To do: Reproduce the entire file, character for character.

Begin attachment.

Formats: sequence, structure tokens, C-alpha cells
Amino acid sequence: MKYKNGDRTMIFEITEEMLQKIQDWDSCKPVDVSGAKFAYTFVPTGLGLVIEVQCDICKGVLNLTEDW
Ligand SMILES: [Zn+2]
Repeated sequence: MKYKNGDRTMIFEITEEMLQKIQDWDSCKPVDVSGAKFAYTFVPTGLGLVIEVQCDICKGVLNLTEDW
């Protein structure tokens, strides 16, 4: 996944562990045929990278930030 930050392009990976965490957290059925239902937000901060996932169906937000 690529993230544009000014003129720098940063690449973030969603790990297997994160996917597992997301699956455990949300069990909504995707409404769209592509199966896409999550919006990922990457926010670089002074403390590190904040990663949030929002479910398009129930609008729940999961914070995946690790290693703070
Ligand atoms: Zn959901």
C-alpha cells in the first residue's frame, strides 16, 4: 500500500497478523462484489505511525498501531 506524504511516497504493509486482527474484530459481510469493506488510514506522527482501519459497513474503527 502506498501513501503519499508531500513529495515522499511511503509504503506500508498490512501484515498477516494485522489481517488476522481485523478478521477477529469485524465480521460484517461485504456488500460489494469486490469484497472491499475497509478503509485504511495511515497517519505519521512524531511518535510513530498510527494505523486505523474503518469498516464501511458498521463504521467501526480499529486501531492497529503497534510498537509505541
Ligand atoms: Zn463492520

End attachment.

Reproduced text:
Formats: sequence, structure tokens, C-alpha cells
Amino acid sequence: MKYKNGDRTMIFEITEEMLQKIQDWDSCKPVDVSGAKFAYTFVPTGLGLVIEVQCDICKGVLNLTEDW
Ligand SMILES: [Zn+2]
Repeated sequence: MKYKNGDRTMIFEITEEMLQKIQDWDSCKPVDVSGAKFAYTFVPTGLGLVIEVQCDICKGVLNLTEDW
């Protein structure tokens, strides 16, 4: 996944562990045929990278930030 930050392009990976965490957290059925239902937000901060996932169906937000 690529993230544009000014003129720098940063690449973030969603790990297997994160996917597992997301699956455990949300069990909504995707409404769209592509199966896409999550919006990922990457926010670089002074403390590190904040990663949030929002479910398009129930609008729940999961914070995946690790290693703070
Ligand atoms: Zn959901």
C-alpha cells in the first residue's frame, strides 16, 4: 500500500497478523462484489505511525498501531 506524504511516497504493509486482527474484530459481510469493506488510514506522527482501519459497513474503527 502506498501513501503519499508531500513529495515522499511511503509504503506500508498490512501484515498477516494485522489481517488476522481485523478478521477477529469485524465480521460484517461485504456488500460489494469486490469484497472491499475497509478503509485504511495511515497517519505519521512524531511518535510513530498510527494505523486505523474503518469498516464501511458498521463504521467501526480499529486501531492497529503497534510498537509505541
Ligand atoms: Zn463492520